Cuba's Brave New Economic World

A brave new world is slowly dawning in Cuba as the cash strapped government of President Raul Castro cuts gratuities and subsidies, designs wage systems based on performance, sheds state jobs, revamps the feeble tax system and liberalizes agriculture in search of socialist sustainability.

The government announced plans Monday to lay off 500,000 state employees over six months and spur development of non-state jobs in their place, the biggest shift to private enterprise since the 1960s after Fidel Castro moved his revolution into the Soviet camp.

Cuba is a poor, developing country, embargoed by the United States, caught in an antiquated system and racked by hurricanes. But the basics, from jobs to food rations, health care and education were always guaranteed. Except for health care and education, that is no longer the case.

The austerity measure is certainly painful, but perhaps not as painful as one might think.

Many Cubans working for the state in jobs from driving taxis and repairing appliances to waiting on tables and making furniture will move to leasing their activity or working as cooperatives.

At the same time state employees, most of whom already do something on the side to make ends meet, will now strike out on their own.

Havana secretary Kendra, like many of those being let go, already is self employed in her spare time doing friend's nails and hair, as her state salary of $15 a month lasted barely a week.

"I guess I'll do this full time," said Kendra, who asked to be identified by her first name only.

"The recent announcement that the government will shift 500,000 state jobs to the private sector confirms the important, but gradual and slow reforms underway are irreversible," Arturo Lopez-Levy, a Cuban-American political scientist at the University of Denver, said.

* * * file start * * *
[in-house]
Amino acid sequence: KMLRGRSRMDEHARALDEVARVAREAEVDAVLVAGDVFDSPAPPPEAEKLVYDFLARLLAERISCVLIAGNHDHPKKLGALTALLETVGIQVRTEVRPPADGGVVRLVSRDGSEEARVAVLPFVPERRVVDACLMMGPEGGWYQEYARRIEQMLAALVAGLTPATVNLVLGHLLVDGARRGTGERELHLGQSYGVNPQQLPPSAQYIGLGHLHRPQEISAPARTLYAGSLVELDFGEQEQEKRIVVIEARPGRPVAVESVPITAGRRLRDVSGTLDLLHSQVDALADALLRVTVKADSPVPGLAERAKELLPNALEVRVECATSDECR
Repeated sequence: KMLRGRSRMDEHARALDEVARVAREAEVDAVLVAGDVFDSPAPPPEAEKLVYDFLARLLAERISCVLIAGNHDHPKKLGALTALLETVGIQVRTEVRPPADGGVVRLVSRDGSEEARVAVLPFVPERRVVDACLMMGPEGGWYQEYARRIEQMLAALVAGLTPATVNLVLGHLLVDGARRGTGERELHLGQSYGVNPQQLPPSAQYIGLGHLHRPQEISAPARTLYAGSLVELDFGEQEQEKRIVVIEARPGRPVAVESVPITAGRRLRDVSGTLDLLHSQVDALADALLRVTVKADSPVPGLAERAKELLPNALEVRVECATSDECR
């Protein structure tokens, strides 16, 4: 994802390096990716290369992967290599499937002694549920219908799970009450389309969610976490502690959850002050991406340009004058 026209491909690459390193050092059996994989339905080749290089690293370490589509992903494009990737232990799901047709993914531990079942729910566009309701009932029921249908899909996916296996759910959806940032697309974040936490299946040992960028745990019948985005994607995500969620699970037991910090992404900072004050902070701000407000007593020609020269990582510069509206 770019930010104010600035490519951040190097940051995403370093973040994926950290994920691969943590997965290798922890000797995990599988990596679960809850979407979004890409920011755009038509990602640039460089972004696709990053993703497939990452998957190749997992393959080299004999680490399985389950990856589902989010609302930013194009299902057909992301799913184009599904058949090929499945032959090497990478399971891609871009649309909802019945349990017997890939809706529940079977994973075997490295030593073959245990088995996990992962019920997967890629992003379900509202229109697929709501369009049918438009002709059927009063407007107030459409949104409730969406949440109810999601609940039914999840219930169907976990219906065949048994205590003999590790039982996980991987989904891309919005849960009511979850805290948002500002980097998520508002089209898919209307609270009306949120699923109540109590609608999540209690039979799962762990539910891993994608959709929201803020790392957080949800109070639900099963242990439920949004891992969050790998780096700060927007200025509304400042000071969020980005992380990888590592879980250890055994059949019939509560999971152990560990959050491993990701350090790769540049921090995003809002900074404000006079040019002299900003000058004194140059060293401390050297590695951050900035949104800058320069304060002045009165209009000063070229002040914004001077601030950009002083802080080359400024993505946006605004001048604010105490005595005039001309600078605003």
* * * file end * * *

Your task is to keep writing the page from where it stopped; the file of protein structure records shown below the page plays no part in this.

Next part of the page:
"The government has committed to opening more space for small business and cooperatives, which to function need the model to change from state dominated toward the market," he said.

Lopez-Levy, like other experts, says the measures must include the recognition that the private sector is not evil but indispensable, an ideological shift that Castro has clearly supported in Agriculture where he has leased land to more than 100,000 new farmers and ordered private farmers be supported in the same way as state farms.

Cuba Says It Wants to 'Modernize' Economy

"This is a major change in the government's thinking. The new entrepreneurs and cooperatives will amount to a sort of small business sector, and the government sees them not as a necessary evil, but as a way to make the entire economy more productive," Phil Peters, a Cuba expert at the Virginia-based Lexington Institute, said.

Castro, during a speech in August, announced a five year plan to modernize the economy had been approved, but failed to give any details.

Cubans are not sure what's ahead as Castro "modernizes" the economy and states that in the future, "Cuba will no longer be known as the only country in the world where you do not have to work to live," words uttered during the August speech that certainly caused anxiety among some of his minions.